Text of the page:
Oddities News Archive - June 29, 2009
A spokeswoman for the city of Suffolk, Va., says a burglar accidentally took his own picture with a victim's cell phone while robbing an area home.
A 90-year-old California woman has donated her 200th pint of blood -- that's 25 gallons -- since she got her start as a donor in 1954. Margaret Delfino of Bakersfield, a great-grandmother, said she briefly stopped donating in 2001 when she had ovarian cancer, but she starting giving blood again five years later when her doctors declared her cancer-free, CNN reported Monday. Delfino said she brings her family to donate with her and she would like to increase the number of people in her area who give blood. To think in Kern County that there are only 3 percent who give blood when there are so many who are able to donate, she said.
California-based discount travel site VirtualTourist.com released its list of the top five eating competitions, including contests in New York and England.
British coin collectors are paying top dollar for 20-pence (33-cent) pieces mistakenly printed without a date. The coins, which were created using the old heads print for the coin and a new tails side, were not noticed to be lacking a date until an estimated 50,000 to 200,000 were put into circulation,
A 90-year-old Florida woman said the Mercury Comet Caliente she purchased in 1964 is still going strong 558,000 miles later. Rachel Veitch of Orlando, a retired nurse who volunteers several days a week at an Orlando Police Department office, said the car, which she calls Chariot, has lasted her through 45 years and three husbands, the Orlando Sentinel reported Monday. I'll tell you something: This little Chariot has never lied to me, never cheated on me, and I can always depend on it, Veitch said. She said the secret behind her car's longevity is simply taking good care of it. I was never a destructive child, she said.
A 10-year-old girl set a new world record by bringing 567 worms up from the ground during Britain's World Worm Charming Championships. Sophie Smith of Willaston, England, won the competition in her village Saturday by besting the previous world record of 511 worms listed in the Guinness Book of World Records, The Daily Telegraph reported Monday. A number of techniques were employed to try to coax worms from the ground during the light rain Saturday, including a man who strummed rock tunes on his guitar, a woman who tap danced to the theme from Star Wars, a man who played the xylophone with bottles and the most common method, sticking a garden fork into the ground and smacking it with a stick to create vibrations. Kenneth Catania, a U.S.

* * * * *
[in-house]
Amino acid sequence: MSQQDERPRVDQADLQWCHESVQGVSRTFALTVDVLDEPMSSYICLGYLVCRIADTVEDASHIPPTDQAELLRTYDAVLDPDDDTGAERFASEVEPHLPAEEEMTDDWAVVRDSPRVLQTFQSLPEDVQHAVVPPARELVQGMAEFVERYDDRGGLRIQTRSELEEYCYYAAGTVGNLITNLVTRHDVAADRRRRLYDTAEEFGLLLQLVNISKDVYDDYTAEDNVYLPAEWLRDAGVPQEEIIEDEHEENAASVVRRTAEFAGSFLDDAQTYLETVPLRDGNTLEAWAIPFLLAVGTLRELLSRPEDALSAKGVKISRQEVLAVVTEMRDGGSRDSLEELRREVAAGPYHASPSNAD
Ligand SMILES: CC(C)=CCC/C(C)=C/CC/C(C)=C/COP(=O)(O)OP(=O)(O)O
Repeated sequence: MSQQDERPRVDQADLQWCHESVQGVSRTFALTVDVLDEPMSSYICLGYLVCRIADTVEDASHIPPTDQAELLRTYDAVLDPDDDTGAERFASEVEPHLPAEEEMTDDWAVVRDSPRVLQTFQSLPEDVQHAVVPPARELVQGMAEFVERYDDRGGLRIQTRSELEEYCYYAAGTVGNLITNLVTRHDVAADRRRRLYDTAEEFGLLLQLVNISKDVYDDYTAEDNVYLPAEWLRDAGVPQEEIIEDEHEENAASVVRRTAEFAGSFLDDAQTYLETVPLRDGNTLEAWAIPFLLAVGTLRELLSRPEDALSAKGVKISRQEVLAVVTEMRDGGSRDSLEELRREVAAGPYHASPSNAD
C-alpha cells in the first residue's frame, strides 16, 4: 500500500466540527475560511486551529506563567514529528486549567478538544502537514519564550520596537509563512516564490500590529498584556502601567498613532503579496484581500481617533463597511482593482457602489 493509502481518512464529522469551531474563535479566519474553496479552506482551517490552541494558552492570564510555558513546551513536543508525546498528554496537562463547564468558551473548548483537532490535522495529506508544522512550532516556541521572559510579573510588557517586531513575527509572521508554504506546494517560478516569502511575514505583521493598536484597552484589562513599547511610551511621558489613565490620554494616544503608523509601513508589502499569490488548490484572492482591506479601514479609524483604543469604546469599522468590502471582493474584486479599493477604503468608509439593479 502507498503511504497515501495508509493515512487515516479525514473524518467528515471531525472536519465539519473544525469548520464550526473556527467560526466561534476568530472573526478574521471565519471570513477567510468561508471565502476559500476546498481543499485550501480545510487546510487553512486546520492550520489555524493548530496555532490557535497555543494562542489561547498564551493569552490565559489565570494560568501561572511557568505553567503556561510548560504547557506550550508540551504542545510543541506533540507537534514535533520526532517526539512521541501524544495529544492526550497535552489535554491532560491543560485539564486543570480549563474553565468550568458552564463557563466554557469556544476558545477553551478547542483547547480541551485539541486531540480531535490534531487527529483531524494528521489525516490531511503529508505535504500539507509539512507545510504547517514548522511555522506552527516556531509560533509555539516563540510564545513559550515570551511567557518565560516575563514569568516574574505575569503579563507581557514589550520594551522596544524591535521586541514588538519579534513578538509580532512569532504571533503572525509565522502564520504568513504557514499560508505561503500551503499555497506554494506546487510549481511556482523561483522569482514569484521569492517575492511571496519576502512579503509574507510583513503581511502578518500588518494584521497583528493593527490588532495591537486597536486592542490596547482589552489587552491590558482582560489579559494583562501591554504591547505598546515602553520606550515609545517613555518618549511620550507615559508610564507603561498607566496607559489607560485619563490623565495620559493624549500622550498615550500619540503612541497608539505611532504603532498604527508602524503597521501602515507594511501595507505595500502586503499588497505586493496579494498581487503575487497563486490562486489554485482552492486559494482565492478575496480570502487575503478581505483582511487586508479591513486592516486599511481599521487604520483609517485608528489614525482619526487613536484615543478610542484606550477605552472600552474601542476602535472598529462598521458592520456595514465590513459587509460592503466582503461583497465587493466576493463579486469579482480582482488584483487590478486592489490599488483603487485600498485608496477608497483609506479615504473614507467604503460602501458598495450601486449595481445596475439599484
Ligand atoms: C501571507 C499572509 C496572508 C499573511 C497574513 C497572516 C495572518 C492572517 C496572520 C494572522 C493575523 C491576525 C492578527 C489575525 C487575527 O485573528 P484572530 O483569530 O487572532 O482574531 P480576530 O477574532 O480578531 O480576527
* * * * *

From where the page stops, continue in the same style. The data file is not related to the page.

Organizers of the Gathering of Elizabeths in Elizabeth, Ill., say 364 women bearing the moniker showed up for this year's event. The organizers of the event, held at Apple River Fort, said attendance was down from the 436 registered Elizabeths last year but the influx of women traveling with their families
Police in New York said a swarm of 8,000 to 10,000 bees was relocated from a residential neighborhood to a Connecticut farm. Officer Anthony Planakis, who has served as the resident beekeeper for the New York Police Department for 30 years, described the residents of the hive on the Upper East Side as one of the biggest swarms I have ever seen, the New York Post reported Monday. Police said the bees moved into a giant hive in the neighborhood at some point in the past month and wasn't spotted until the queen took her subjects for an outing at 4 p.m.
The New York Police Department says it did not receive any complaints about a block party featuring outdoor fetish and bondage play. The June 21 party, between 10th and 11th avenues on West 28 Street, was attended by several thousand people who sources told the New York Post each paid $10 to enter. Videos
The North Carolina family of a man who died in 1995 said the deceased has received his second post-mortem jury duty summons. Robin Lecin said a jury duty notice for her father, Irving Lecin, arrived Friday at her Greensboro home, which belonged to the patriarch before his death, the Greensboro News & Record reported Monday. Sue Polinsky, another of Lecin's daughters, said she and her sister tried to have her father's name purged from the jury rolls after he was summoned for duty two weeks after his death, but the attempt apparently was unsuccessful. And they spelled his name wrong, Polinsky said of the latest summons. The sisters said they plan to visit the courthouse in person to make sure officials understand that their father is dead.